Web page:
Beer for a Year, month two…

Greetings beer lovers! This months special brew is one of my most favorites, Summit Winter Ale. They describe this beer as being nutty (I’m a little like that) with a roasted malt flavor and hints of coffee, caramel, cocoa and a dash of hop spice–wow, no wonder I am bonkers for it…I love all those things! They say to pair this beer with Stews, (a hint of what we are making with this!) soft or smoked cheeses, ham and heavy roasted meat, and holiday feasts. (oh yeah, there was some of that in December!)

I found a groovy little handout that tells more about Summit Winter Ale, you can download it here.

So, lets get started! We are calling this our Beer-Braised Beef Stew; not real clever, but straight to the point is sometimes better. I can’t take all the credit for this one either, my darling husband did all of the cooking. I just finished it up with some gorgeous buttery chive-mashed potatoes & sautéed asparagus.

You’ll start by trimming up a piece of beef chuck roast, (just like the kind you’d make pot roast or stroganoff out of) we used a piece that was just about 2.5lbs.

We also added sliced carrots, fresh chopped parsley, 3-4 cloves of garlic-crushed, chopped sweet onions & a big handful of baby portabella mushrooms, quartered. You’ll want to get a dutch oven going on high at this point, as you’ll want it screaming hot when you add the meat to it. Cube your meat into roughly 1″ pieces.

Like this….

Mmmmm……I love meat…….sorry, okay, next step, drizzle a bit of olive oil in the bottom of your dutch oven (or really any heavy duty pot will work) get ready for some smokin’ and throw in that meat! We seasoned it once it was in the pan, but you can do it after you get it all cubed up. A good sprinkling of salt & ten or so cracks of pepper will be all you need.

Get a good caramelization on the meat and then start adding the onions. Let that rock for a bit, then add the carrots….then a bit later, the mushrooms. After just another bit, add the parsley & garlic. Once they’ve partied a bit together, and everything is lookin’ all cozy, grab that gorgeous Summit Winter Ale and deglaze that pan baby!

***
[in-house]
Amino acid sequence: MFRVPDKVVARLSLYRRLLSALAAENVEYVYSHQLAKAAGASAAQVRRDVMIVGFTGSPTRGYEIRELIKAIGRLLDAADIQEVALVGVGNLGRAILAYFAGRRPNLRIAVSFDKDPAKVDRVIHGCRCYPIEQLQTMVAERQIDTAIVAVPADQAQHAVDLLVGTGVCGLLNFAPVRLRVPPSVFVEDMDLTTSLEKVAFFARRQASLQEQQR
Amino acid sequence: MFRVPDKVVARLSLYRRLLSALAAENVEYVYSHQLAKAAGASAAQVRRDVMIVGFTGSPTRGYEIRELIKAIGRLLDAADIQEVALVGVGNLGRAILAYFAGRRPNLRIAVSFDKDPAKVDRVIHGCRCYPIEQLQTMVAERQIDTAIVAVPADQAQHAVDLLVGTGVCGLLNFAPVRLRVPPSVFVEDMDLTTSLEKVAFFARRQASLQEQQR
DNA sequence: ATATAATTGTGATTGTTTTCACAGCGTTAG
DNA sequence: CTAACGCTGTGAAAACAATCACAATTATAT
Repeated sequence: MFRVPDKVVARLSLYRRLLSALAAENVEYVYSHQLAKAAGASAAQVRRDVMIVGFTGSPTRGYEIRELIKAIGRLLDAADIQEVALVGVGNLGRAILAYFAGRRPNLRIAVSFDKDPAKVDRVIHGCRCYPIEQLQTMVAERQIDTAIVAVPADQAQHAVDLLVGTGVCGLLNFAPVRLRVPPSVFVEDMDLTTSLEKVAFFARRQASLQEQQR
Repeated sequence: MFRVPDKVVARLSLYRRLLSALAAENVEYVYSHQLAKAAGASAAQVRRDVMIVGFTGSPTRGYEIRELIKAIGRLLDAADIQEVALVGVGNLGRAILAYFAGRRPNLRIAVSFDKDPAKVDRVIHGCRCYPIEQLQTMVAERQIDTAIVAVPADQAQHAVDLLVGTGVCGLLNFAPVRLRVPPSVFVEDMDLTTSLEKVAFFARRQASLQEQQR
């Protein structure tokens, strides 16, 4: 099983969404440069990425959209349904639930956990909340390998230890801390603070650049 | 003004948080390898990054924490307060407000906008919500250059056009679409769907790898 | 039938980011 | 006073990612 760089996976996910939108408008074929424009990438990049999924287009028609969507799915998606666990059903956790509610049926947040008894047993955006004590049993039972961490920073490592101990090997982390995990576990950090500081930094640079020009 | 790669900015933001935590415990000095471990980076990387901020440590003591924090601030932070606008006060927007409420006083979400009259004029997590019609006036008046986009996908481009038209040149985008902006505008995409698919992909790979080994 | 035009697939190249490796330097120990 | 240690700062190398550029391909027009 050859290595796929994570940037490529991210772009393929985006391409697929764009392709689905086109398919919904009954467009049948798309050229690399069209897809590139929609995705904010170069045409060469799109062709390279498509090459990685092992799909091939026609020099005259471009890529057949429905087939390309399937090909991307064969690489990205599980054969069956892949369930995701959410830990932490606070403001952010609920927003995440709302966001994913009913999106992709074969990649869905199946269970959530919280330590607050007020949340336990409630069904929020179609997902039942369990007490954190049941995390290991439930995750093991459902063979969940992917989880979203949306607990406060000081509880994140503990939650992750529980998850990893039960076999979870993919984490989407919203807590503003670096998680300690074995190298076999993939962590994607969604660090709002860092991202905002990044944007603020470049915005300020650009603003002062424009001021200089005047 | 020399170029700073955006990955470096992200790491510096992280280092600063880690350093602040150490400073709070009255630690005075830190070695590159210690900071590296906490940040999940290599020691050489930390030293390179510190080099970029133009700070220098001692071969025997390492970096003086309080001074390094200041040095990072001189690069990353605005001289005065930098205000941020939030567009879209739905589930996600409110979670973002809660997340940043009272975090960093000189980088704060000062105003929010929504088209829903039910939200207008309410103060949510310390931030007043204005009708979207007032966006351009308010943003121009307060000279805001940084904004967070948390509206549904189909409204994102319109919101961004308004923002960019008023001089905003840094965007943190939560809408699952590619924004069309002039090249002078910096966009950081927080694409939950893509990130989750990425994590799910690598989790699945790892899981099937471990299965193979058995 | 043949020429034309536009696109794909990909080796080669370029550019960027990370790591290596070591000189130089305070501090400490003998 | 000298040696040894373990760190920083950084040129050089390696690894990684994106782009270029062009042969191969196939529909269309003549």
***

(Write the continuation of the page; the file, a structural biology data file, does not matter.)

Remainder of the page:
Oh, that smell………yeah, that’s the stuff! Sorry, I get excited about this. We used just about two full bottles of the Summit Winter Ale, but you could do a bit more or a bit less, depending on your taste. At this point, you’ll want to add a couple cups of beef stock, or just as much as you want it be saucy. (make sense? more stock, saucier, less, not so much) Plop on that lid and let er’ buck (as the hubby would say) for a good hour at a slow simmer. Check the meat after that and if its tender enough for you, you are good. If not, carry on a bit longer. Once the meat is tender enough for you, you’ll want to thicken the sauce. The best way to do that, is to make a roux. In a small sauté pan, melt two (+/-) tablespoons of butter. Once the butter is melted, add two (+/-) tablespoons of flour and stir. The key to roux, is to cook the flour in the butter…the longer you do this, the darker & more caramelly (yea, not a word…) the roux will become. For this dish, you don’t need it to be too dark, just cooked-a light brown color. Once you’ve gotten there, add the roux starting with a teaspoon or two and wisk into sauce mixture. Add more to thicken more, but stop when you have the consistency you are after. (thick for a “stew” like dish, less-thick for a “gravy”)

Spoon over fluffy, gorgeous mashed potatoes and enjoy! You could also spoon over buttered egg noodles or maybe even some creamy polenta…YUM!!!

Until next month, (hint, the color of February, matches the color of our next beer…)



Leave a Reply

Fill in your details below or click an icon to log in: Logo

You are commenting using your account. Log Out /  Change )

Facebook photo

You are commenting using your Facebook account. Log Out /  Change )

Connecting to %s

This site uses Akismet to reduce spam. Learn how your comment data is processed.